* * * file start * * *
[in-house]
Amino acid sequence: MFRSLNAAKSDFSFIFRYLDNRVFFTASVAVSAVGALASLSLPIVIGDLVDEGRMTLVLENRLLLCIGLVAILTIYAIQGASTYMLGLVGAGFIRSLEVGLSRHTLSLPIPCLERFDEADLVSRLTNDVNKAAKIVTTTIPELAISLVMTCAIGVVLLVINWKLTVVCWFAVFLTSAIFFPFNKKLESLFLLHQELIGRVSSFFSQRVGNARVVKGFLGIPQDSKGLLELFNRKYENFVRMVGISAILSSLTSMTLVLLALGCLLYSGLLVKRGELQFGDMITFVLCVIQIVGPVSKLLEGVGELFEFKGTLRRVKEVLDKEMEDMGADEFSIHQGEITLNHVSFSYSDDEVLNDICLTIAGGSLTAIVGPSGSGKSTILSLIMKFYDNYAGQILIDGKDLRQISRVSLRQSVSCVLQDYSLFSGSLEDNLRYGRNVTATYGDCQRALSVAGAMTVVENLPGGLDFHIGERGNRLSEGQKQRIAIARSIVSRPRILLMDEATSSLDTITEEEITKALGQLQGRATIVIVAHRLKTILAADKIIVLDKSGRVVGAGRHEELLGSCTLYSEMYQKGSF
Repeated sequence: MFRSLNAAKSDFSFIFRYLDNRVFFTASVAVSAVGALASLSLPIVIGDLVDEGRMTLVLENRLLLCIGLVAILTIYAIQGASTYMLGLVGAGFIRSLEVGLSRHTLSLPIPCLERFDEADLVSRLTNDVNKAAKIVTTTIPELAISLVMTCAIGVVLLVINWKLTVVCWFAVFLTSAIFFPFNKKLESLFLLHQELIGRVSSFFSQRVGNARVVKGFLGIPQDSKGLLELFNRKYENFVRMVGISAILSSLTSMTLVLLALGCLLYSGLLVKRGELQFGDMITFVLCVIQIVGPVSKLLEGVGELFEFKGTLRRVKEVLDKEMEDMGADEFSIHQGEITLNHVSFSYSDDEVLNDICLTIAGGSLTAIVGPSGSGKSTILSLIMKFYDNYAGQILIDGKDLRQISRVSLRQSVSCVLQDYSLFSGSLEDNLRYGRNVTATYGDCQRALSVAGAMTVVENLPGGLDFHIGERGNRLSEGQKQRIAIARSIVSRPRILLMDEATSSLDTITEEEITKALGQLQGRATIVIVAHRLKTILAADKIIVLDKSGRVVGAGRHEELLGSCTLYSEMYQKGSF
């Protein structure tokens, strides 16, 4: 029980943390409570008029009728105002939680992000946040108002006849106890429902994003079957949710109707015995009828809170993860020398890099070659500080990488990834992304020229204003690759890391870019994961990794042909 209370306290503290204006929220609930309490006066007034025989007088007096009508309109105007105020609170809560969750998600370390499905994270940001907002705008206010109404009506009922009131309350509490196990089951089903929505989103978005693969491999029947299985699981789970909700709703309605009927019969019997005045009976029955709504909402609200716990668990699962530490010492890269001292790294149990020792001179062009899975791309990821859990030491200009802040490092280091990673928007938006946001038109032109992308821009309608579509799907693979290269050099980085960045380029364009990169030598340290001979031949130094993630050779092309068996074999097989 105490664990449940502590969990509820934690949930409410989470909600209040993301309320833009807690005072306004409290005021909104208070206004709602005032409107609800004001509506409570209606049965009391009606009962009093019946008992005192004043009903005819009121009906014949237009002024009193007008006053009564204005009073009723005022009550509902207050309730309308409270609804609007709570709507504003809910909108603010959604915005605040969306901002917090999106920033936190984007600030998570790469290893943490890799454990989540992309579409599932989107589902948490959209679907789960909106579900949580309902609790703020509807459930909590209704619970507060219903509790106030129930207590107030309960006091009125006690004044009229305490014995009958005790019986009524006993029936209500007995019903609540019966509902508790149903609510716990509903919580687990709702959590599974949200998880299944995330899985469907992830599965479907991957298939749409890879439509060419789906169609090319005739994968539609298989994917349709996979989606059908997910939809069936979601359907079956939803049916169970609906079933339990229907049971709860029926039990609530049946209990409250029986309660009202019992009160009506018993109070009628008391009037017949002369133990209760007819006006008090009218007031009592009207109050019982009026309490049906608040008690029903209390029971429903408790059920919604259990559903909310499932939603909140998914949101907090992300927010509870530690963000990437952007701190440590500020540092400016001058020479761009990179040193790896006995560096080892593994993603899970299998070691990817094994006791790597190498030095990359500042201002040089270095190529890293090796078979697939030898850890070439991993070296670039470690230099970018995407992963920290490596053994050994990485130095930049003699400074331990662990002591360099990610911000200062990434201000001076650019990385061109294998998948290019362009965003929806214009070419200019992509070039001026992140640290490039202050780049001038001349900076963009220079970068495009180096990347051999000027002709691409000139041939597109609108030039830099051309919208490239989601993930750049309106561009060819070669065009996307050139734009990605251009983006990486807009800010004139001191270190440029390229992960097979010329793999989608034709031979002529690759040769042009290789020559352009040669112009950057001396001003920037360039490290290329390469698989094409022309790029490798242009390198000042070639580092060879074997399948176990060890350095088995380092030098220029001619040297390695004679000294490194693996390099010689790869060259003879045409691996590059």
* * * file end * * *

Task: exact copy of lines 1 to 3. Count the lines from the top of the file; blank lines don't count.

[in-house]
Amino acid sequence: MFRSLNAAKSDFSFIFRYLDNRVFFTASVAVSAVGALASLSLPIVIGDLVDEGRMTLVLENRLLLCIGLVAILTIYAIQGASTYMLGLVGAGFIRSLEVGLSRHTLSLPIPCLERFDEADLVSRLTNDVNKAAKIVTTTIPELAISLVMTCAIGVVLLVINWKLTVVCWFAVFLTSAIFFPFNKKLESLFLLHQELIGRVSSFFSQRVGNARVVKGFLGIPQDSKGLLELFNRKYENFVRMVGISAILSSLTSMTLVLLALGCLLYSGLLVKRGELQFGDMITFVLCVIQIVGPVSKLLEGVGELFEFKGTLRRVKEVLDKEMEDMGADEFSIHQGEITLNHVSFSYSDDEVLNDICLTIAGGSLTAIVGPSGSGKSTILSLIMKFYDNYAGQILIDGKDLRQISRVSLRQSVSCVLQDYSLFSGSLEDNLRYGRNVTATYGDCQRALSVAGAMTVVENLPGGLDFHIGERGNRLSEGQKQRIAIARSIVSRPRILLMDEATSSLDTITEEEITKALGQLQGRATIVIVAHRLKTILAADKIIVLDKSGRVVGAGRHEELLGSCTLYSEMYQKGSF
Repeated sequence: MFRSLNAAKSDFSFIFRYLDNRVFFTASVAVSAVGALASLSLPIVIGDLVDEGRMTLVLENRLLLCIGLVAILTIYAIQGASTYMLGLVGAGFIRSLEVGLSRHTLSLPIPCLERFDEADLVSRLTNDVNKAAKIVTTTIPELAISLVMTCAIGVVLLVINWKLTVVCWFAVFLTSAIFFPFNKKLESLFLLHQELIGRVSSFFSQRVGNARVVKGFLGIPQDSKGLLELFNRKYENFVRMVGISAILSSLTSMTLVLLALGCLLYSGLLVKRGELQFGDMITFVLCVIQIVGPVSKLLEGVGELFEFKGTLRRVKEVLDKEMEDMGADEFSIHQGEITLNHVSFSYSDDEVLNDICLTIAGGSLTAIVGPSGSGKSTILSLIMKFYDNYAGQILIDGKDLRQISRVSLRQSVSCVLQDYSLFSGSLEDNLRYGRNVTATYGDCQRALSVAGAMTVVENLPGGLDFHIGERGNRLSEGQKQRIAIARSIVSRPRILLMDEATSSLDTITEEEITKALGQLQGRATIVIVAHRLKTILAADKIIVLDKSGRVVGAGRHEELLGSCTLYSEMYQKGSF